4 - International strategy

We can look at international management as a scientific field, which deals with managing a business in international context. More concretely it deals with topics like entering a foreign market, functioning and strategies of international businesses and branches or cultural differences. However, the number of companies who have absolutely no need of adapting their products/goods to the local markets while the pressure of lowering their prices, is very small.
In his seminal work on Strategy and Structure, Alfred Chandler (1962) was the very first who recognized the importance of consistency and congruence between an organization's strategy and structure.
International businesses are basing their strategy on the core competencies of their parent company with not only their adaptation but also extending those competencies. To subsidiaries in foreign country those can be the skills and know-how. In this case we are talking about low global integration.
Since they don't need to adapt their strategies and tailor them around the preferences of the host country/local market, their cost of manufacturing are significantly lower compared to, let's say, multi-domestic firm. In this case it is a low local responsiveness.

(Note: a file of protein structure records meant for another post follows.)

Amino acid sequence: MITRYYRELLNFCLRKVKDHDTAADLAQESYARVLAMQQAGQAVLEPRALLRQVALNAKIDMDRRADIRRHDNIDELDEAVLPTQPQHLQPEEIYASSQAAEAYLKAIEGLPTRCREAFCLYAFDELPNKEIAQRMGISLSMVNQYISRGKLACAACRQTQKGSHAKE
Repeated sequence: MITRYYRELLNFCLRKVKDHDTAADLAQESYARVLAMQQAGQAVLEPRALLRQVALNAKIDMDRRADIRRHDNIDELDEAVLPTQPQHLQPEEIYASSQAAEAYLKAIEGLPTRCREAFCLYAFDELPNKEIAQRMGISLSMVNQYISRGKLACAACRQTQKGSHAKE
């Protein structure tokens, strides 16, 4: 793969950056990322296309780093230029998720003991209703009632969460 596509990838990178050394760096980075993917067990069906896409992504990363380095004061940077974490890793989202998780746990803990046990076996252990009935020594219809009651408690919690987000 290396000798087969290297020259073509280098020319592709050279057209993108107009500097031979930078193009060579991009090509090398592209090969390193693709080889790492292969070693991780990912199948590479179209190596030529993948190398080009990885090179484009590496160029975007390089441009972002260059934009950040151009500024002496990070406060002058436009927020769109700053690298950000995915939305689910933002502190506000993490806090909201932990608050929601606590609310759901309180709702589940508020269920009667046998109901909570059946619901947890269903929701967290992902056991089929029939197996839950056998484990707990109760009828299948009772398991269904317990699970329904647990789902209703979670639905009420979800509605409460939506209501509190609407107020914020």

Multinationation enterprises must choose their strategy while entering a new market wisely. 
I have described the four principal strategies and depending on their circumstances and purpose. Each of them has not only advantages, but disadvantages as well. While they can focus on reducing costs by scale economies (global) or gain an advantage in the competitive environment with adaptationg their strategy to the specifics of their country of interest (multi domestic). Since these four strategies share some common traits it is inevitable for them to overlap in some points. 
The key for success in multi-national environments is the same as for a company residing in a single country. Returning customers, perpetualy expanding and innovating the business.